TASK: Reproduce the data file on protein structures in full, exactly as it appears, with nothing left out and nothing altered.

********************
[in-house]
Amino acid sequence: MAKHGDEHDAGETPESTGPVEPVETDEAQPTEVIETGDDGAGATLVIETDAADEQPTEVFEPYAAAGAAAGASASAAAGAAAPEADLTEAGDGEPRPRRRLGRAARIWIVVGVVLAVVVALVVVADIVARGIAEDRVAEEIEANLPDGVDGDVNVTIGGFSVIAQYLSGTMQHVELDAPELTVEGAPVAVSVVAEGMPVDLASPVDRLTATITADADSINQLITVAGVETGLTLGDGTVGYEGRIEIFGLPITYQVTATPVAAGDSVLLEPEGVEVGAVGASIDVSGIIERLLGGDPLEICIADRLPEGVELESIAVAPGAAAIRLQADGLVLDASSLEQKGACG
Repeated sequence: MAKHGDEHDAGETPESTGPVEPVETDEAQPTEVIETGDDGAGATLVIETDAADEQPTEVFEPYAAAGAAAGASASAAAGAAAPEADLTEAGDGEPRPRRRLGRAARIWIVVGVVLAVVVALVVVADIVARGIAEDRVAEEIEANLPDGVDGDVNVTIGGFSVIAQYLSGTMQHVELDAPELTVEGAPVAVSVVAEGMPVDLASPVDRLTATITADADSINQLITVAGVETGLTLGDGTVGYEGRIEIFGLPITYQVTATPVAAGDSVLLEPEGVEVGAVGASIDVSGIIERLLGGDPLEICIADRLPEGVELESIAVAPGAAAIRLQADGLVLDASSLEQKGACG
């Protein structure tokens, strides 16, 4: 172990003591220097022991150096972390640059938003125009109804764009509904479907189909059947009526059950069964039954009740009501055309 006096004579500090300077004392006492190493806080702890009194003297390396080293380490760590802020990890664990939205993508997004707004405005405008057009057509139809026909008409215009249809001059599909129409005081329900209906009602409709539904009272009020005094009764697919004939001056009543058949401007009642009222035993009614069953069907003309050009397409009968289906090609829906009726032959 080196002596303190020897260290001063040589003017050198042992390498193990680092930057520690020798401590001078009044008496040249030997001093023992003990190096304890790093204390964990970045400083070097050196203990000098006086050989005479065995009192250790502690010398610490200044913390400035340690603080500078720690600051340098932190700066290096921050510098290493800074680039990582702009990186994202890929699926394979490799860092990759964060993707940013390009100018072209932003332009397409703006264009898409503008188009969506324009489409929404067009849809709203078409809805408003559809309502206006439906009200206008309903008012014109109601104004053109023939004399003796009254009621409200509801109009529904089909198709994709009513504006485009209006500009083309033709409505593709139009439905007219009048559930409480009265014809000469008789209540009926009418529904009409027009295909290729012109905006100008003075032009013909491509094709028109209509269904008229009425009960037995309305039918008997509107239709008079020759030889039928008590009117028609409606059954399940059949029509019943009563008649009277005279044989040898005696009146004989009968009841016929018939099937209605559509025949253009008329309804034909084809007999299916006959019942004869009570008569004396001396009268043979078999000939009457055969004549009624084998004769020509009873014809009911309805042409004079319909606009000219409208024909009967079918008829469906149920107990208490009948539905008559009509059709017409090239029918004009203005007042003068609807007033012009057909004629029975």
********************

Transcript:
[in-house]
Amino acid sequence: MAKHGDEHDAGETPESTGPVEPVETDEAQPTEVIETGDDGAGATLVIETDAADEQPTEVFEPYAAAGAAAGASASAAAGAAAPEADLTEAGDGEPRPRRRLGRAARIWIVVGVVLAVVVALVVVADIVARGIAEDRVAEEIEANLPDGVDGDVNVTIGGFSVIAQYLSGTMQHVELDAPELTVEGAPVAVSVVAEGMPVDLASPVDRLTATITADADSINQLITVAGVETGLTLGDGTVGYEGRIEIFGLPITYQVTATPVAAGDSVLLEPEGVEVGAVGASIDVSGIIERLLGGDPLEICIADRLPEGVELESIAVAPGAAAIRLQADGLVLDASSLEQKGACG
Repeated sequence: MAKHGDEHDAGETPESTGPVEPVETDEAQPTEVIETGDDGAGATLVIETDAADEQPTEVFEPYAAAGAAAGASASAAAGAAAPEADLTEAGDGEPRPRRRLGRAARIWIVVGVVLAVVVALVVVADIVARGIAEDRVAEEIEANLPDGVDGDVNVTIGGFSVIAQYLSGTMQHVELDAPELTVEGAPVAVSVVAEGMPVDLASPVDRLTATITADADSINQLITVAGVETGLTLGDGTVGYEGRIEIFGLPITYQVTATPVAAGDSVLLEPEGVEVGAVGASIDVSGIIERLLGGDPLEICIADRLPEGVELESIAVAPGAAAIRLQADGLVLDASSLEQKGACG
């Protein structure tokens, strides 16, 4: 172990003591220097022991150096972390640059938003125009109804764009509904479907189909059947009526059950069964039954009740009501055309 006096004579500090300077004392006492190493806080702890009194003297390396080293380490760590802020990890664990939205993508997004707004405005405008057009057509139809026909008409215009249809001059599909129409005081329900209906009602409709539904009272009020005094009764697919004939001056009543058949401007009642009222035993009614069953069907003309050009397409009968289906090609829906009726032959 080196002596303190020897260290001063040589003017050198042992390498193990680092930057520690020798401590001078009044008496040249030997001093023992003990190096304890790093204390964990970045400083070097050196203990000098006086050989005479065995009192250790502690010398610490200044913390400035340690603080500078720690600051340098932190700066290096921050510098290493800074680039990582702009990186994202890929699926394979490799860092990759964060993707940013390009100018072209932003332009397409703006264009898409503008188009969506324009489409929404067009849809709203078409809805408003559809309502206006439906009200206008309903008012014109109601104004053109023939004399003796009254009621409200509801109009529904089909198709994709009513504006485009209006500009083309033709409505593709139009439905007219009048559930409480009265014809000469008789209540009926009418529904009409027009295909290729012109905006100008003075032009013909491509094709028109209509269904008229009425009960037995309305039918008997509107239709008079020759030889039928008590009117028609409606059954399940059949029509019943009563008649009277005279044989040898005696009146004989009968009841016929018939099937209605559509025949253009008329309804034909084809007999299916006959019942004869009570008569004396001396009268043979078999000939009457055969004549009624084998004769020509009873014809009911309805042409004079319909606009000219409208024909009967079918008829469906149920107990208490009948539905008559009509059709017409090239029918004009203005007042003068609807007033012009057909004629029975």